Friday, September 27, 2013

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the fathers of the internet, nii quaynor, africa internet, ghana internet, tech in africa

The year was 1990, the World's fledgling telecommunications network had yet to bring vast swaths of the global population online. The infrastructure required for the Internet had not yet been developed in Africa, and billions of people around the world had not even seen a computer. In short, the journey could only be uphill from there. But nature abhors a vacuum, and the space for an African net was no exception; the decade would see the introduction and development of the Internet's infrastructure by the pioneers of the net within the continent.

Today most people who register a domain on the net are familiar with ICANN. The Internet Corporation for Assigned Names and Numbers was formed in 1998. It is a not-for-profit partnership of people from all over the world dedicated to keeping the Internet secure, stable and interoperable. It promotes competition and develops policy on the Internet’s unique identifiers.

ICANN coordinates the Domain Name System (DNS), Internet Protocol (IP) addresses, space allocation, protocol identifier assignment, generic (gTLD) and country code (ccTLD) Top-Level Domain name system management, and root server system management functions. Essentially, it gives a unique address to everyone on the world wide web.

The partnership was created in 1998, when it took over many of the essential duties of the Internet Assigned Numbers Authority (IANA) and other entities under contract of the U.S. Government. Dr.  Nii Quaynor  was the first in the ICANN board of Directors  from 2000 to 2003, and although many other people contributed to the development of the net in Africa, he is most considered to be the individual that can most closely be described as the 'father' of the African net.

In a recent interview for CNN, Dr. Nii Quaynor recalled those heady days before the advent of the African net. In 1996 Quaynor, who had been among the first class of African students to earn computer science degrees  in the 70's, saw the potential of a market for internet connections in Ghana. He and a few colleagues set up a server and offered the first internet hosting service in the country, thus creating the first internet connections in Africa. Use of their system quickly grew, and word of the hosting service spread around Ghana and to other African countries who were equally eager for the introduction of the net.

Quaynor further encouraged the growth of the net in the 2000's by playing an instrumental role in creating the institutions which constitute the structure of the Internet in Africa. His efforts facilitated the ordered allocation of net services and resources, and proper integration with the world wide net.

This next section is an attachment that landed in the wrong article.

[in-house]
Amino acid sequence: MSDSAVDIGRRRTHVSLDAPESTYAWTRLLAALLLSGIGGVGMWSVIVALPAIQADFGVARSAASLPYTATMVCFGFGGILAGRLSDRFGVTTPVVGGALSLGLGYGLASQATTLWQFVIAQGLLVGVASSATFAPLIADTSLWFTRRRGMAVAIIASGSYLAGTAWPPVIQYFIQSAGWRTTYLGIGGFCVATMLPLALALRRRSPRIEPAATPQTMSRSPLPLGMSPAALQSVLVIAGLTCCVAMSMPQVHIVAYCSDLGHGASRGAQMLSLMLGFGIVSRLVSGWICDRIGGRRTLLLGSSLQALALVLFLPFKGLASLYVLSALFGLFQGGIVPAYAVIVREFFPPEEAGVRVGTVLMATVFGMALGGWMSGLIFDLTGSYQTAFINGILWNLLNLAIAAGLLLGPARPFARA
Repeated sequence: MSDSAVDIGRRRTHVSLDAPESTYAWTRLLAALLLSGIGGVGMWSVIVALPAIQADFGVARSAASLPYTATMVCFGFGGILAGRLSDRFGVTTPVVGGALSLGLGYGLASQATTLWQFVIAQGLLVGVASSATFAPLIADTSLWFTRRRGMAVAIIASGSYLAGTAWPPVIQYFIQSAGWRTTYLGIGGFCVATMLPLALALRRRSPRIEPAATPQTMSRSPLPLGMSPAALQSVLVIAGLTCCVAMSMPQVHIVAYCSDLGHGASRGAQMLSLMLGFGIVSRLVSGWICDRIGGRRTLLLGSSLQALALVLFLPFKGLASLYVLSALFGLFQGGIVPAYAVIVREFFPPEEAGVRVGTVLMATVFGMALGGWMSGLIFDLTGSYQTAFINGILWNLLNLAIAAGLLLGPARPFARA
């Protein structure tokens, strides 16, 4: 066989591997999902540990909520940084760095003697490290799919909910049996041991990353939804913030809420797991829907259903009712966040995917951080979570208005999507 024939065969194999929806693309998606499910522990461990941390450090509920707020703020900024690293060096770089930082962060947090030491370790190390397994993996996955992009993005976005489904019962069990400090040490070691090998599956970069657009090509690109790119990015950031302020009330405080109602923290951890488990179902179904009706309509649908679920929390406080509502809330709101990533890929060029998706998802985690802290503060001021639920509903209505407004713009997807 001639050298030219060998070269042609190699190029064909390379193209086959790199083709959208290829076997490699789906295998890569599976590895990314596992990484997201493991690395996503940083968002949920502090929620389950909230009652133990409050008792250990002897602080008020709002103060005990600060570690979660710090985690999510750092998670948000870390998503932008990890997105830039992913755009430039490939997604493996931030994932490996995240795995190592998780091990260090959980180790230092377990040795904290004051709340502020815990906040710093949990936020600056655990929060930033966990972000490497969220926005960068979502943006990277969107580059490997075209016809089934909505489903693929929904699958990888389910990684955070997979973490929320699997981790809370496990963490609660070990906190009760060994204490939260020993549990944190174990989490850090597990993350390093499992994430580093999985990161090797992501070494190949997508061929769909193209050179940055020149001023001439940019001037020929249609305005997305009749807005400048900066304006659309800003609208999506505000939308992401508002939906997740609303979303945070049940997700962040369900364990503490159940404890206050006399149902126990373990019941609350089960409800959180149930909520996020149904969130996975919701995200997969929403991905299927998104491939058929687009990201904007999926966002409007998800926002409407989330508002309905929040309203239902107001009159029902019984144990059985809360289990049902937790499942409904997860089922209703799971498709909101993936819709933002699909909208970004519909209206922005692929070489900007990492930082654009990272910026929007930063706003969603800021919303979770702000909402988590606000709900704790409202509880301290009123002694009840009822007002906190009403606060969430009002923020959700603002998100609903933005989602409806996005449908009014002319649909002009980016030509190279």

On August 3rd 2013 Professor Quaynor was inducted into the Internet Hall of Fame, cementing his place in the history of the net.
In 2013 Professor Quaynor was inducted into the Internet Hall of Fame
Today the Internet resembles a global village, and Quaynor says this was by design as the early inventors of the various components of the net put thought and consideration into what the system would become in the future. Dr. Quaynor has said that he believes the very spirit of the Internet is conscious of the fact that the world is one. This belief under lied his actions in the late 90's as he and his colleagues were building out their hosting service; as soon as they got the net going in Ghana, he quickly took steps to facilitate the sharing of the technology with other countries, going out as an evangelist of the internet.

It's safe to say that Quaynor's efforts fared very well, as today Africa has joined the global community of the net in earnest, and is one of the fastest growing segments of the internet.

Technology has been the basis for radical change throughout human history, and undoubtedly the advent of the world wide web has had perhaps the most profound effect on humanity of any technology in history. As  the multitude of cultures within the 55 countries of Africa is increasingly influenced by the paradigm shifting disruption of the net, it may be useful to look back at its history, and remember the story of Africa’s Father of the Internet.

Professor Nii Quaynor graduated with a degree in Engineering Science from Dartmouth College in 1972, he then studied Computer science at the State University of New York, obtaining an MS in 1974 and a PhD in 1977. He also attended Adisadel College and Achimota School in Ghana. Quaynor was one of the founding members of the Computer Science Department at the University of Cape Coast in Ghana, and continues to hold a professorship there. On August 3rd 2013, he was inducted into the internet Hall of Fame.


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